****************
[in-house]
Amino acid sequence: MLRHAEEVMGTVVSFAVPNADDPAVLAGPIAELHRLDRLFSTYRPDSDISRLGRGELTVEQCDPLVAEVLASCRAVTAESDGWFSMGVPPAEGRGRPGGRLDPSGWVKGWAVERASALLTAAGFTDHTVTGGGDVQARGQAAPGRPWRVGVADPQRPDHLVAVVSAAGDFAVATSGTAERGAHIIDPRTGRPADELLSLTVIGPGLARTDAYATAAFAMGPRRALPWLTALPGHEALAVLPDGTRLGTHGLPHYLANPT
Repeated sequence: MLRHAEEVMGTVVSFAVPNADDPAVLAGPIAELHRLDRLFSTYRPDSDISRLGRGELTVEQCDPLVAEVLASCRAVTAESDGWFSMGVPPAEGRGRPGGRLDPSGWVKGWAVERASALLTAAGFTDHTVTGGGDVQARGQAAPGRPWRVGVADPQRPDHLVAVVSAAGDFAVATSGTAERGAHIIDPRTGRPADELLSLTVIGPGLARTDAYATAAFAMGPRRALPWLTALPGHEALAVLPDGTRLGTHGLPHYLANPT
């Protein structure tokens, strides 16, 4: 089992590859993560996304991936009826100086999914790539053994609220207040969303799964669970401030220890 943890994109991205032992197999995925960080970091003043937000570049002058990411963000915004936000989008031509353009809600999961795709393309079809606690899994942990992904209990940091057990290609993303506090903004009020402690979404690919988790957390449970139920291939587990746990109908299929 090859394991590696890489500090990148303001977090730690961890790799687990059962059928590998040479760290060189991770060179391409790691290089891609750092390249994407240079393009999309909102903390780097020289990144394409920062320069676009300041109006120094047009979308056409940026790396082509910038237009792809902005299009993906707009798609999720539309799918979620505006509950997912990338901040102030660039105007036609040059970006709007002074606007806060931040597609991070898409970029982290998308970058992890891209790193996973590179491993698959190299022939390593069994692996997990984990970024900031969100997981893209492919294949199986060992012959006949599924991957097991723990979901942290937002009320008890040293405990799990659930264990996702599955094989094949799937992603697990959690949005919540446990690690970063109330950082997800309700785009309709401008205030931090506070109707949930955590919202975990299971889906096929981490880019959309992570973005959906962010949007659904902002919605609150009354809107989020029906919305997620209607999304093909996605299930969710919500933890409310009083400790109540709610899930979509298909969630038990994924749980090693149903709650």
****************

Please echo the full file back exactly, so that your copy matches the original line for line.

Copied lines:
[in-house]
Amino acid sequence: MLRHAEEVMGTVVSFAVPNADDPAVLAGPIAELHRLDRLFSTYRPDSDISRLGRGELTVEQCDPLVAEVLASCRAVTAESDGWFSMGVPPAEGRGRPGGRLDPSGWVKGWAVERASALLTAAGFTDHTVTGGGDVQARGQAAPGRPWRVGVADPQRPDHLVAVVSAAGDFAVATSGTAERGAHIIDPRTGRPADELLSLTVIGPGLARTDAYATAAFAMGPRRALPWLTALPGHEALAVLPDGTRLGTHGLPHYLANPT
Repeated sequence: MLRHAEEVMGTVVSFAVPNADDPAVLAGPIAELHRLDRLFSTYRPDSDISRLGRGELTVEQCDPLVAEVLASCRAVTAESDGWFSMGVPPAEGRGRPGGRLDPSGWVKGWAVERASALLTAAGFTDHTVTGGGDVQARGQAAPGRPWRVGVADPQRPDHLVAVVSAAGDFAVATSGTAERGAHIIDPRTGRPADELLSLTVIGPGLARTDAYATAAFAMGPRRALPWLTALPGHEALAVLPDGTRLGTHGLPHYLANPT
């Protein structure tokens, strides 16, 4: 089992590859993560996304991936009826100086999914790539053994609220207040969303799964669970401030220890 943890994109991205032992197999995925960080970091003043937000570049002058990411963000915004936000989008031509353009809600999961795709393309079809606690899994942990992904209990940091057990290609993303506090903004009020402690979404690919988790957390449970139920291939587990746990109908299929 090859394991590696890489500090990148303001977090730690961890790799687990059962059928590998040479760290060189991770060179391409790691290089891609750092390249994407240079393009999309909102903390780097020289990144394409920062320069676009300041109006120094047009979308056409940026790396082509910038237009792809902005299009993906707009798609999720539309799918979620505006509950997912990338901040102030660039105007036609040059970006709007002074606007806060931040597609991070898409970029982290998308970058992890891209790193996973590179491993698959190299022939390593069994692996997990984990970024900031969100997981893209492919294949199986060992012959006949599924991957097991723990979901942290937002009320008890040293405990799990659930264990996702599955094989094949799937992603697990959690949005919540446990690690970063109330950082997800309700785009309709401008205030931090506070109707949930955590919202975990299971889906096929981490880019959309992570973005959906962010949007659904902002919605609150009354809107989020029906919305997620209607999304093909996605299930969710919500933890409310009083400790109540709610899930979509298909969630038990994924749980090693149903709650």